To detect and quantify the existence of color bimodality, the data were binned in (g − z) using an optimum bin size, Bopt (Izenman 1991; Peng et al. 2006), that depends on the sample size, n, and inter-quartile range, IQR which is a measure of the dispersion of the distribution: (3)Afterwards, we used the algorithm Gaussian mixture modeling (GMM), which identifies Gaussian distributions with different parameters inside a dataset through the expectation maximization (EM) algorithm (Muratov & Gnedin 2010). GMM also performs independent tests of bimodality (measure of means separation and kurtosis), estimates the error of each parameter with bootstrapping, and estimates the confidence level at which a unimodal distribution can be rejected.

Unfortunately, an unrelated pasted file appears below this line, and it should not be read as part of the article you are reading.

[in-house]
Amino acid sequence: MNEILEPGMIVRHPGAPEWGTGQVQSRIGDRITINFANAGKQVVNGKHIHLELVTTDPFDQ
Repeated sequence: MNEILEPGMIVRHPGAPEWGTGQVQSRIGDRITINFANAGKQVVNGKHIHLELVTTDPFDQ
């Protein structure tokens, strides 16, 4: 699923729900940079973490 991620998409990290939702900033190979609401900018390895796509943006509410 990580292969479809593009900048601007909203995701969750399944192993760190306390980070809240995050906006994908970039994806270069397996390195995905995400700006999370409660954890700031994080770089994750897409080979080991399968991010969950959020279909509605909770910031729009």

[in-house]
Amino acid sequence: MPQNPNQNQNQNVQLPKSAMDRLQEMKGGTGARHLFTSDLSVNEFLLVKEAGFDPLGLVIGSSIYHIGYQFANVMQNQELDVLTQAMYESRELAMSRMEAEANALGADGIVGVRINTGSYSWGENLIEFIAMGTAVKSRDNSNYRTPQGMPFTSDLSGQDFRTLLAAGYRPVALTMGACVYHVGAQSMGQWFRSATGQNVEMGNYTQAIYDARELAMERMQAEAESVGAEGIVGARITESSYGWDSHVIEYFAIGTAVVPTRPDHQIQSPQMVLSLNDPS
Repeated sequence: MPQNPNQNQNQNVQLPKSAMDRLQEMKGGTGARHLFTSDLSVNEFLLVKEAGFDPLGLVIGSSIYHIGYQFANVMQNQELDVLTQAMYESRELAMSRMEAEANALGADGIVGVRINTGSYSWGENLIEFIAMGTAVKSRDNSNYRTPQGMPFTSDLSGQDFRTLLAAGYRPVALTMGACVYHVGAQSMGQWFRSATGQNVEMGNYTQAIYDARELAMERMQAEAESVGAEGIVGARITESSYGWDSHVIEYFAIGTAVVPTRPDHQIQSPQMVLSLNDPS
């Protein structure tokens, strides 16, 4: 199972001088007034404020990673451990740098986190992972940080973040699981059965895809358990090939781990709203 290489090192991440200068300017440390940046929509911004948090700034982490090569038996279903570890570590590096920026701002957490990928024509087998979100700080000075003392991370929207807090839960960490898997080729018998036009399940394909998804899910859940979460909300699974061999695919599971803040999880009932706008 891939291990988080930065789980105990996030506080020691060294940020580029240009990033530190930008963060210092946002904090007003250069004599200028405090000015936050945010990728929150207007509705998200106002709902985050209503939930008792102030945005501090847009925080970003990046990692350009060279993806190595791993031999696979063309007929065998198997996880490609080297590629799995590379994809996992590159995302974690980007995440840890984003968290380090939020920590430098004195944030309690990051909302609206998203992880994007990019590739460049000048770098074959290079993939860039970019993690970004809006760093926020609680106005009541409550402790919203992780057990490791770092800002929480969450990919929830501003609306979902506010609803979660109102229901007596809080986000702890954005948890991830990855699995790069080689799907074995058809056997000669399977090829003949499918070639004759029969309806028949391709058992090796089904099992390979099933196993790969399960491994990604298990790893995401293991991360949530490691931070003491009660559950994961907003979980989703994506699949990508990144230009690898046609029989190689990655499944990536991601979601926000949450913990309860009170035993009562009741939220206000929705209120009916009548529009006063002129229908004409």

Figure 8 shows the (g − z) color distributions with the best fit Gaussians obtained with GMM. For NGC 6482 the best model is homoscedastic (same variance), while for NGC 1132 and ESO 306-017, a heteroscedastic (different variance) model provides a significantly better fit. The means, μcolor, and dispersions, σcolor, of the best fitting Gaussians are listed in Table 3; they are consistent with parameters in the literature (Peng et al. 2006). In Table 3, Cols. 9 and 10 we list the probability of obtaining the recovered values from a unimodal Gaussian distribution. Since these probabilities are small we are confident that the color distributions are bimodal relative to a null hypothesis of Gaussian unimodality.

3.2. Globular cluster spatial distribution